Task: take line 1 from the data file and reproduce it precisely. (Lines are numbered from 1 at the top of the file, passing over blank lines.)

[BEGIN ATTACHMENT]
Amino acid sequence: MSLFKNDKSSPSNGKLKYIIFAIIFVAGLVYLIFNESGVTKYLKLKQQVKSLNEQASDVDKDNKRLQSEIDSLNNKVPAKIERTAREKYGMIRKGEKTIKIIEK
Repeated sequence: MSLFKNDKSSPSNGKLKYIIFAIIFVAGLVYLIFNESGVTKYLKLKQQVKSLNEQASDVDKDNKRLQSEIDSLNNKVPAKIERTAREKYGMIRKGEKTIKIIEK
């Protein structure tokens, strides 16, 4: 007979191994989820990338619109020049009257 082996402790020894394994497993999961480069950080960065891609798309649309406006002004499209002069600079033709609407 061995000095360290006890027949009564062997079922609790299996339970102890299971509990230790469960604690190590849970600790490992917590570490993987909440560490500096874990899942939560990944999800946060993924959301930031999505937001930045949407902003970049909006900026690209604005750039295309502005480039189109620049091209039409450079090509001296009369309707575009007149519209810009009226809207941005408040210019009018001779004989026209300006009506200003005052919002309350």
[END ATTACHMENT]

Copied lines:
Amino acid sequence: MSLFKNDKSSPSNGKLKYIIFAIIFVAGLVYLIFNESGVTKYLKLKQQVKSLNEQASDVDKDNKRLQSEIDSLNNKVPAKIERTAREKYGMIRKGEKTIKIIEK